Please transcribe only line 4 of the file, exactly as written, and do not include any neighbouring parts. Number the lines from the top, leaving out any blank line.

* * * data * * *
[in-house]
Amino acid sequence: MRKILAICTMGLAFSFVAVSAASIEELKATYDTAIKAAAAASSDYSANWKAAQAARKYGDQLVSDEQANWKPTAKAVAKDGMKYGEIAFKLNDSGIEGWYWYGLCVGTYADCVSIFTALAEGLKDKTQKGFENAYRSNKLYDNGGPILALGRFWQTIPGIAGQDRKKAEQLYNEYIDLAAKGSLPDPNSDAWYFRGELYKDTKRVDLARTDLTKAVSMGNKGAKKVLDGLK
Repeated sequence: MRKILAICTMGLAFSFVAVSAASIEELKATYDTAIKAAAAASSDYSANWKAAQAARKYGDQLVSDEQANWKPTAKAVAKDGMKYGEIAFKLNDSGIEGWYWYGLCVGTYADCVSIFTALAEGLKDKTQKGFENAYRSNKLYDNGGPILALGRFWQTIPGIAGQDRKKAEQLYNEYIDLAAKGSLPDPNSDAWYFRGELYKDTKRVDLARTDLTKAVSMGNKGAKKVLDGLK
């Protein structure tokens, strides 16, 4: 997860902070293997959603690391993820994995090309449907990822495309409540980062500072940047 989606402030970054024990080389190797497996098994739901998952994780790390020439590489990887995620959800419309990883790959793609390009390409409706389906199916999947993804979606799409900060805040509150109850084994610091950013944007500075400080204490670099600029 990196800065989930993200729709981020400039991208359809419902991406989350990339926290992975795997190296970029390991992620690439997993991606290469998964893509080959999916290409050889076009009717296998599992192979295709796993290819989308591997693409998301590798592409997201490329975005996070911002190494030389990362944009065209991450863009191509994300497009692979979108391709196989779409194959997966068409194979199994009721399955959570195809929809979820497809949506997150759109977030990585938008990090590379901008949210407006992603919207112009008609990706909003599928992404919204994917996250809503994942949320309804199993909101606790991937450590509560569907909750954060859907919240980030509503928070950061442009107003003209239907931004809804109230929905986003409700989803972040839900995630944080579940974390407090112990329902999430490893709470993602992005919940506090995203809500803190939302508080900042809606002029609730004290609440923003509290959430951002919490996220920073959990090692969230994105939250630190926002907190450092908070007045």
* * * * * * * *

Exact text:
């Protein structure tokens, strides 16, 4: 997860902070293997959603690391993820994995090309449907990822495309409540980062500072940047 989606402030970054024990080389190797497996098994739901998952994780790390020439590489990887995620959800419309990883790959793609390009390409409706389906199916999947993804979606799409900060805040509150109850084994610091950013944007500075400080204490670099600029 990196800065989930993200729709981020400039991208359809419902991406989350990339926290992975795997190296970029390991992620690439997993991606290469998964893509080959999916290409050889076009009717296998599992192979295709796993290819989308591997693409998301590798592409997201490329975005996070911002190494030389990362944009065209991450863009191509994300497009692979979108391709196989779409194959997966068409194979199994009721399955959570195809929809979820497809949506997150759109977030990585938008990090590379901008949210407006992603919207112009008609990706909003599928992404919204994917996250809503994942949320309804199993909101606790991937450590509560569907909750954060859907919240980030509503928070950061442009107003003209239907931004809804109230929905986003409700989803972040839900995630944080579940974390407090112990329902999430490893709470993602992005919940506090995203809500803190939302508080900042809606002029609730004290609440923003509290959430951002919490996220920073959990090692969230994105939250630190926002907190450092908070007045």